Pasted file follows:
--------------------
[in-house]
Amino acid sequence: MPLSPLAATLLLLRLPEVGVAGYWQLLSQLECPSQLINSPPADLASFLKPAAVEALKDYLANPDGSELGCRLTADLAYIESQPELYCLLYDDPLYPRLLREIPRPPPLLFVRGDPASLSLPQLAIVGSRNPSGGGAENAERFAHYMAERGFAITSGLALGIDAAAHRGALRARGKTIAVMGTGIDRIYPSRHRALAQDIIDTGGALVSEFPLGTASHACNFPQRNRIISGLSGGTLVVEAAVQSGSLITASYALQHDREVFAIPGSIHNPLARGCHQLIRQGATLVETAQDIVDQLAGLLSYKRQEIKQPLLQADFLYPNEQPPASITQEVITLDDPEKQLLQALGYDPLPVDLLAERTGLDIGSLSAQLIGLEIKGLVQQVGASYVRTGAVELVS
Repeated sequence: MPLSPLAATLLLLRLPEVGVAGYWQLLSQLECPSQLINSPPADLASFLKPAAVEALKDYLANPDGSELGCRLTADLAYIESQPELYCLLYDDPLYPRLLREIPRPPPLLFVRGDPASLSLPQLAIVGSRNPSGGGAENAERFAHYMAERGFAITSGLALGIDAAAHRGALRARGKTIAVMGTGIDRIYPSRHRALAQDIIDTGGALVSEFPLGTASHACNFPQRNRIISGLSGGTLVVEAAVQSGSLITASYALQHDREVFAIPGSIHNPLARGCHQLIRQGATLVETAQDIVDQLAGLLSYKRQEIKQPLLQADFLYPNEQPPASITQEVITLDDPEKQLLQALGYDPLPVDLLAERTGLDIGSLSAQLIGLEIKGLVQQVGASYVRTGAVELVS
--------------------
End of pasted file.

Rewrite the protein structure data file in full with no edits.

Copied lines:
[in-house]
Amino acid sequence: MPLSPLAATLLLLRLPEVGVAGYWQLLSQLECPSQLINSPPADLASFLKPAAVEALKDYLANPDGSELGCRLTADLAYIESQPELYCLLYDDPLYPRLLREIPRPPPLLFVRGDPASLSLPQLAIVGSRNPSGGGAENAERFAHYMAERGFAITSGLALGIDAAAHRGALRARGKTIAVMGTGIDRIYPSRHRALAQDIIDTGGALVSEFPLGTASHACNFPQRNRIISGLSGGTLVVEAAVQSGSLITASYALQHDREVFAIPGSIHNPLARGCHQLIRQGATLVETAQDIVDQLAGLLSYKRQEIKQPLLQADFLYPNEQPPASITQEVITLDDPEKQLLQALGYDPLPVDLLAERTGLDIGSLSAQLIGLEIKGLVQQVGASYVRTGAVELVS
Repeated sequence: MPLSPLAATLLLLRLPEVGVAGYWQLLSQLECPSQLINSPPADLASFLKPAAVEALKDYLANPDGSELGCRLTADLAYIESQPELYCLLYDDPLYPRLLREIPRPPPLLFVRGDPASLSLPQLAIVGSRNPSGGGAENAERFAHYMAERGFAITSGLALGIDAAAHRGALRARGKTIAVMGTGIDRIYPSRHRALAQDIIDTGGALVSEFPLGTASHACNFPQRNRIISGLSGGTLVVEAAVQSGSLITASYALQHDREVFAIPGSIHNPLARGCHQLIRQGATLVETAQDIVDQLAGLLSYKRQEIKQPLLQADFLYPNEQPPASITQEVITLDDPEKQLLQALGYDPLPVDLLAERTGLDIGSLSAQLIGLEIKGLVQQVGASYVRTGAVELVS